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World War I – 1914 – 1918) Canadians cheering the British King George V, at Salisbury Plain, England. These troops likely felt a real sense of pride and joy to be reviewed by their monarch.

King George V, on horseback, reviews Canadian troops at Salisbury Plain, England.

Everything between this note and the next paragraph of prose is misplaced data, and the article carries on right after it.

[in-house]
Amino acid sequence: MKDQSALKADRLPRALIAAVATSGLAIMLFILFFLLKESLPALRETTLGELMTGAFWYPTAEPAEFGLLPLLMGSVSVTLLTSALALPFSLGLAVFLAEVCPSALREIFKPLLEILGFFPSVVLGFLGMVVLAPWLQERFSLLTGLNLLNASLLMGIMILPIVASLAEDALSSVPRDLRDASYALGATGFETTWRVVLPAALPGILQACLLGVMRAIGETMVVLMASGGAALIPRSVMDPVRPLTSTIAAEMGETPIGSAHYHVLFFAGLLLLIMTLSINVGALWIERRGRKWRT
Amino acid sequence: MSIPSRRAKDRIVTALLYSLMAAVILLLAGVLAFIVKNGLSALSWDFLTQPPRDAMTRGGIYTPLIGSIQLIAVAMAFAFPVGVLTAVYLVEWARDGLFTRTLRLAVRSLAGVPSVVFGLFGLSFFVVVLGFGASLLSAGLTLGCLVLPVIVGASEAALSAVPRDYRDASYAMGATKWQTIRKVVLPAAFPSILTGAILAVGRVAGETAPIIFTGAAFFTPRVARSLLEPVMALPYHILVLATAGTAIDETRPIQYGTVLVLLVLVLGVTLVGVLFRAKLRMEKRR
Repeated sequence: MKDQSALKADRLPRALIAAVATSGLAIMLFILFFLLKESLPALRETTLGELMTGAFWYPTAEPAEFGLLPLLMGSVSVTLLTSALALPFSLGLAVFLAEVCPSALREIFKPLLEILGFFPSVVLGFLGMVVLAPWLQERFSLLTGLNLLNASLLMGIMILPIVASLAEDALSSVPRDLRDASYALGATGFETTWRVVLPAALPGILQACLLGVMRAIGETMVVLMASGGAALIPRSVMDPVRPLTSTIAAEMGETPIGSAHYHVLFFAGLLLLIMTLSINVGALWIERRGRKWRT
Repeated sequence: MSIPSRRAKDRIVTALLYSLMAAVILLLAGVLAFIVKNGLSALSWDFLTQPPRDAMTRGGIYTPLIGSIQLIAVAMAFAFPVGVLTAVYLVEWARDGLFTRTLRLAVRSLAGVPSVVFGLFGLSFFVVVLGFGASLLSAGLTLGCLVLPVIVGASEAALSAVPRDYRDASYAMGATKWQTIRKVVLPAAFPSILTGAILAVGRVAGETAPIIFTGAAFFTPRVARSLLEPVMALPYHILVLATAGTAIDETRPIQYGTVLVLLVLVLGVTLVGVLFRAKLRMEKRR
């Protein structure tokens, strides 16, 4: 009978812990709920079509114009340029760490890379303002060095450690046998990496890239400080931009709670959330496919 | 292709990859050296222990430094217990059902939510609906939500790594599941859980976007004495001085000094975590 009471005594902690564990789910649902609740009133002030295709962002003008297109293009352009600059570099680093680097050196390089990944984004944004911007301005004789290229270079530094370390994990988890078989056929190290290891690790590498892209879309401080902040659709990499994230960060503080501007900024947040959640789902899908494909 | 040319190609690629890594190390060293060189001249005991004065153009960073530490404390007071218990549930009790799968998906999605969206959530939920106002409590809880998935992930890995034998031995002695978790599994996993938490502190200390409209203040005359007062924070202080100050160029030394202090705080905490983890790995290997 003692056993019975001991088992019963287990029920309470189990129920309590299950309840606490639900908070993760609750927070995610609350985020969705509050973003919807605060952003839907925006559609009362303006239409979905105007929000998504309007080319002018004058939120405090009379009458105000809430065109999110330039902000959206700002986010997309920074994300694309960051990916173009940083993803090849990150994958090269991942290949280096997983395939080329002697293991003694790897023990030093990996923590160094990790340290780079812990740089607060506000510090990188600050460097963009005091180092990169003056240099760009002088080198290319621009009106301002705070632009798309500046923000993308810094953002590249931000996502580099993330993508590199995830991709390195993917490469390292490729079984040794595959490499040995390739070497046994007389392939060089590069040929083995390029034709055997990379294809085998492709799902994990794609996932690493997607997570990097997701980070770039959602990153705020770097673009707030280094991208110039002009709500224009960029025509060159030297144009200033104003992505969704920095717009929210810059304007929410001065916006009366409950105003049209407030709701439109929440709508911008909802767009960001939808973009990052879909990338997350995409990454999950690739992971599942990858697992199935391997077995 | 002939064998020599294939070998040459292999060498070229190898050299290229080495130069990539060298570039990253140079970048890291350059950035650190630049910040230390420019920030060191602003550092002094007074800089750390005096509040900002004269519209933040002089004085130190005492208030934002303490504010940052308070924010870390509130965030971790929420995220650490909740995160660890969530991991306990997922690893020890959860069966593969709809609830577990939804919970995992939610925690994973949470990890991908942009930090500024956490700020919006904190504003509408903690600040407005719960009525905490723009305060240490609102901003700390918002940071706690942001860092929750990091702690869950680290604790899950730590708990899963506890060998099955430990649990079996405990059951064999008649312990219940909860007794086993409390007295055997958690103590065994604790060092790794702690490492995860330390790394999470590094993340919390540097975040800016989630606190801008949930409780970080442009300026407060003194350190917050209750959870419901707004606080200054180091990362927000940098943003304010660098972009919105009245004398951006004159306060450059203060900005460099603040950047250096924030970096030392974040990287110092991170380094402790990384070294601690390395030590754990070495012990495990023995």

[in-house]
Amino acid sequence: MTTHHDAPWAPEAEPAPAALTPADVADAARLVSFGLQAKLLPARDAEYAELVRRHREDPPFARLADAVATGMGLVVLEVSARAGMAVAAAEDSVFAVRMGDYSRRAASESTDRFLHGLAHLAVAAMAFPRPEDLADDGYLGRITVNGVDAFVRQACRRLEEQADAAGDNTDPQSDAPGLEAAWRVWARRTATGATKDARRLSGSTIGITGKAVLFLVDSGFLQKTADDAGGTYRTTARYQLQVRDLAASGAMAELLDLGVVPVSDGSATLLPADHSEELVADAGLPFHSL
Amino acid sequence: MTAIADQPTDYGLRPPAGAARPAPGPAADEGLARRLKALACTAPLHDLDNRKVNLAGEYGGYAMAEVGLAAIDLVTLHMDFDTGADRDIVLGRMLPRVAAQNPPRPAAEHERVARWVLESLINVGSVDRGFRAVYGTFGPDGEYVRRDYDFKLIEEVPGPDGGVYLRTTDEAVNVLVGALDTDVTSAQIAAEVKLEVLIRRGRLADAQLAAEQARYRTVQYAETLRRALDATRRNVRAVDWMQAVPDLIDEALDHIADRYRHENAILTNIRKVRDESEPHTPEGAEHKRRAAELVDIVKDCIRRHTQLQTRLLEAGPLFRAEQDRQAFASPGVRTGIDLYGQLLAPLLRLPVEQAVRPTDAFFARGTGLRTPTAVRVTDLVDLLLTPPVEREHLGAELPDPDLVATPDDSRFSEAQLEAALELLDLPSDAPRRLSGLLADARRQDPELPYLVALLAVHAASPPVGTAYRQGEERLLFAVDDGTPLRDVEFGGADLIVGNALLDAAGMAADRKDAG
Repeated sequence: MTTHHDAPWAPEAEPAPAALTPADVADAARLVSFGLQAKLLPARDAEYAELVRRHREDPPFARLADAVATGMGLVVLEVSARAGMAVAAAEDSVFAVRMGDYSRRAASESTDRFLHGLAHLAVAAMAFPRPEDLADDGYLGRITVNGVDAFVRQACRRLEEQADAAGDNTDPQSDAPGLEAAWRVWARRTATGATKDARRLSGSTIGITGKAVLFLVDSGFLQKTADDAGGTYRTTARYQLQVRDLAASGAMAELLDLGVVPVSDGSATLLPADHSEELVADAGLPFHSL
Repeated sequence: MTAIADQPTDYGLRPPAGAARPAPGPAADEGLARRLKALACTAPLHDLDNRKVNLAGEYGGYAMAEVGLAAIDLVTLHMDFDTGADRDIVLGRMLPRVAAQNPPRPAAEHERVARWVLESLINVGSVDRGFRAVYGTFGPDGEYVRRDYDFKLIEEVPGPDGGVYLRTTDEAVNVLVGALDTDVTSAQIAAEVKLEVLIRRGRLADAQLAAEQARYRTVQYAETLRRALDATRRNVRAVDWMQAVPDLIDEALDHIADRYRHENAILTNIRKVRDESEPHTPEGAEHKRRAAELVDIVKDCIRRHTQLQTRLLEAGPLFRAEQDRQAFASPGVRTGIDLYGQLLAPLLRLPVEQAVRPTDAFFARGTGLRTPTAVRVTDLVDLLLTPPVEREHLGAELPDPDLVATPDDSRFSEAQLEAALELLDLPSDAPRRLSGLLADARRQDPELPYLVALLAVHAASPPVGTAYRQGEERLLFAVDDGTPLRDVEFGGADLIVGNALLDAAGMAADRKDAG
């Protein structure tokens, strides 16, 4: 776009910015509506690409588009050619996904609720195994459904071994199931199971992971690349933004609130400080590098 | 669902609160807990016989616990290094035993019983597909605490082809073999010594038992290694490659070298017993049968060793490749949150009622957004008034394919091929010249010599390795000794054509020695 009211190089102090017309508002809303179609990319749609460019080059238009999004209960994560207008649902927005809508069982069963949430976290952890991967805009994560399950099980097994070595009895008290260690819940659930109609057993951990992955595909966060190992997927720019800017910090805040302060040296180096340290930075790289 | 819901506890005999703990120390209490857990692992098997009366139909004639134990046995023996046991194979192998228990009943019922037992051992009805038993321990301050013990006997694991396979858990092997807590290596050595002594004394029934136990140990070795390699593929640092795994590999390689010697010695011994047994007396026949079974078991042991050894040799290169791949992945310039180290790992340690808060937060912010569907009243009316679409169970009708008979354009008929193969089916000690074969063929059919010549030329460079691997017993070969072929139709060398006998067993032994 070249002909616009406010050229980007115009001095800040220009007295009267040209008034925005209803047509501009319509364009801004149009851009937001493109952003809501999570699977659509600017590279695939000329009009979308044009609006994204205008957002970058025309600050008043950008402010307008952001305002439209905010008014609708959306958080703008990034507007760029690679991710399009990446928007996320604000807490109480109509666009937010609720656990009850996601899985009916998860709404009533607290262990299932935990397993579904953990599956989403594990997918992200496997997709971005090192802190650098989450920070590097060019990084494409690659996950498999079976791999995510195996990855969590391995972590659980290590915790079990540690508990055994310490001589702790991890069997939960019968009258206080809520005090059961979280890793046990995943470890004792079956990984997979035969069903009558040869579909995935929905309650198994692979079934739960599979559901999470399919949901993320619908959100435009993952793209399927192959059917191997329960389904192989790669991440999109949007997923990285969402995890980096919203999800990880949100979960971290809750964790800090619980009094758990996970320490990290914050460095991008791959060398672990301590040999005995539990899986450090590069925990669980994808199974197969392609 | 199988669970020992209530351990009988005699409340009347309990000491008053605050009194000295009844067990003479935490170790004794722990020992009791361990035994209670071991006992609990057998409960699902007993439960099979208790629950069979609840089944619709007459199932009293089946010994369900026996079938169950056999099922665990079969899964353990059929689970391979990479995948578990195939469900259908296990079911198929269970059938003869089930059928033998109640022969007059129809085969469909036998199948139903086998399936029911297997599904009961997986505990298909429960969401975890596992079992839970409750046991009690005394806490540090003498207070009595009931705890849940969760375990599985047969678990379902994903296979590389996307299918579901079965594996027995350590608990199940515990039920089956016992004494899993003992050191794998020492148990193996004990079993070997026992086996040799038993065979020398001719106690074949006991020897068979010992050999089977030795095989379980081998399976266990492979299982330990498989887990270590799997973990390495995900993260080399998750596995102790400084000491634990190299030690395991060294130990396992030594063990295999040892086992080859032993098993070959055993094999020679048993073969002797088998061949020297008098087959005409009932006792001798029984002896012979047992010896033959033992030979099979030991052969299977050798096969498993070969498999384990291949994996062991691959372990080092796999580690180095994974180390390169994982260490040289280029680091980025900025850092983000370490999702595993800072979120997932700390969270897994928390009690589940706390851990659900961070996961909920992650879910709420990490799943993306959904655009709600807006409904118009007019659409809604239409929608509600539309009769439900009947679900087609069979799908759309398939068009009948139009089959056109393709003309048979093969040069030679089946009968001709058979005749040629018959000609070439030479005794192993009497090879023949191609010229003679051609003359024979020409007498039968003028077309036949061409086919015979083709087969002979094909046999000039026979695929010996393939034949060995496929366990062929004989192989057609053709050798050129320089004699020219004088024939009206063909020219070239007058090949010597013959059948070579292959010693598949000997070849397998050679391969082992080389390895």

Although Canada had attained semi independent Dominion status by the time World War 1 came about, the country was very much still tied to Britain, and many anglophones felt a strong connection to Britain culturally and through family ties. Today the king or queen of England remains the head of the Canadian government, but this is a constitutional fiction only; all decisions are made by the Canadian government which has since matured into a fully independent and vibrant country of its own. But when these men had the privilege of saluting their king, they were not just saluting a figure head. For them King George tuly represented the unbreakable bond between England and her colony and they were glad to fight for him and for the mother country.